The impact of conditional promotion on Hispanic male students: a case study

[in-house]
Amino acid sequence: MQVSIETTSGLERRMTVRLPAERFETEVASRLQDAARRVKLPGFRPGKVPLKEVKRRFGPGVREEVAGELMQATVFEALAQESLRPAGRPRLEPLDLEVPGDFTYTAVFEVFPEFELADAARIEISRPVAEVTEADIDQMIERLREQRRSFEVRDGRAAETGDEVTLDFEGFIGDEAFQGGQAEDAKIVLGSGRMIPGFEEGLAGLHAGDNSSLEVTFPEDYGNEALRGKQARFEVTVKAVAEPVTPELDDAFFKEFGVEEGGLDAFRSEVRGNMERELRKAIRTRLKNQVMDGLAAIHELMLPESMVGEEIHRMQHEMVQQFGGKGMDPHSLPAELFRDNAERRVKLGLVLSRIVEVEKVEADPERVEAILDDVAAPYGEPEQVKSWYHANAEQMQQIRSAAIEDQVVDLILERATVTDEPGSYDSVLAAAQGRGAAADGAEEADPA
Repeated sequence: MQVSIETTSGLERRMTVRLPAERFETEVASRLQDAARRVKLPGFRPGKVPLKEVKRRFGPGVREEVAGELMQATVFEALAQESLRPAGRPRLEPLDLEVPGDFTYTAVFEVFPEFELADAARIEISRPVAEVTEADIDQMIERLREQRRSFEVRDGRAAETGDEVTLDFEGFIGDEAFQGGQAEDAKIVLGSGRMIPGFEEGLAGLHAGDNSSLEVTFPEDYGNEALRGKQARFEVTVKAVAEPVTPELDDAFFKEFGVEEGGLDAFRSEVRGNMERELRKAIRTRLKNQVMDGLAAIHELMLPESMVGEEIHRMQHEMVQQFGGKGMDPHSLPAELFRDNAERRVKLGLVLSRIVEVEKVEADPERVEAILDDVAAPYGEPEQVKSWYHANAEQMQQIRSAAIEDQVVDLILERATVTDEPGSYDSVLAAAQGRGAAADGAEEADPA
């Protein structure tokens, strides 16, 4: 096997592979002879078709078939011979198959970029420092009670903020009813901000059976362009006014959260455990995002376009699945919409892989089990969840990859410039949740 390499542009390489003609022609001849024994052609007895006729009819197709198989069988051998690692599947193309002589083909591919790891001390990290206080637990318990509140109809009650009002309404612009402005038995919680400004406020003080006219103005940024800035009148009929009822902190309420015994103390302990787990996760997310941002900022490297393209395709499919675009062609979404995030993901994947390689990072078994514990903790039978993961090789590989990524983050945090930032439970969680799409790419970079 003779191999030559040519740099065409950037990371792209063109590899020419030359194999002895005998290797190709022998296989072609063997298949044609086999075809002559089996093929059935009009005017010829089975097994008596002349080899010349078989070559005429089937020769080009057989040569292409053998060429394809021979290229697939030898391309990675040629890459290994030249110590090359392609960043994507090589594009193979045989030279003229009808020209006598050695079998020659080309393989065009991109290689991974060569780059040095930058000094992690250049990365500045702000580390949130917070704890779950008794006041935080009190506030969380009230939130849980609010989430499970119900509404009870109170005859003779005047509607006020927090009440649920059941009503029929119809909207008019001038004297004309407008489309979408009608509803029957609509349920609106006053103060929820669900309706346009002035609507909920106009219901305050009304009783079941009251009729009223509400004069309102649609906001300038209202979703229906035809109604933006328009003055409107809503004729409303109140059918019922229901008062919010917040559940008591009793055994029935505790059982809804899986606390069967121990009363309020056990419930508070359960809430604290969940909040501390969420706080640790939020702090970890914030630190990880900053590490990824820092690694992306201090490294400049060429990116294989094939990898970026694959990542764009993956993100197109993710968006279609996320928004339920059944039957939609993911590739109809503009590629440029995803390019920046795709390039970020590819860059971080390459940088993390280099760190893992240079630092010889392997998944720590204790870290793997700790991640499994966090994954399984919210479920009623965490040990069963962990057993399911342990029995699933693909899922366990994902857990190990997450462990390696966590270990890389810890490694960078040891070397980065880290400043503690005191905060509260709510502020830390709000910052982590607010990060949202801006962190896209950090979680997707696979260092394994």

The Impact of Conditional Promotion on Hispanic Males There are several philosophical arguments for and against social promotion or grade level retention. The practical results of such arguments in the administration of school are wide-reaching, and powerful. This makes studies, and the usual application of the scientific method, very difficult. The variables related to the scope of one's test group, whether the group is students in a class, a particular school, a district, a neighborhood, municipality, or even broader to include the state or nation. The various subject material also may have an effect of such a study, whether it is mathematics, literature, science, etc. And of course, the students themselves come to education with unique ethnicities, languages, cultures, to say nothing of the other factors such as family cohesiveness, number of siblings, work history of adults in the household, etc. For the purposes of this thesis, the researcher focused the scope of this study to a special school, located in a homogenous community populated predominately by first-and second-generation Hispanics, whose native country is primarily the Republic of Mexico. The primary domestic language in this target community is - 11 - Spanish. This researcher focused the study on that group which constituted the single largest student population in that school, as characterized by a common ethnicity, language, gender and education history. This special school is itself an experiment, a compromise in practical terms between those believe in promoting students from eighth grade to comprehensive high schools to preserve their social network, and those who believe in retaining students in eighth grade who are unprepared for high school. The data for the study were collected through individual interviews and objective assessments of academic progress (performance on standardized tests and grade point averaging). There were no control groups, since the focus of the study sought to provide validation and commentary on the pedagogical assumptions of this compromise between advocates of social promotion or retention. This study is the product of six-months of research, very limited in scope, but based on indepth in interviews and scholastic assessment. Its results were ambiguous. The impact of conditionally promoting Hispanic males appears to be generally favorable, but more research is needed to generalize to other settings.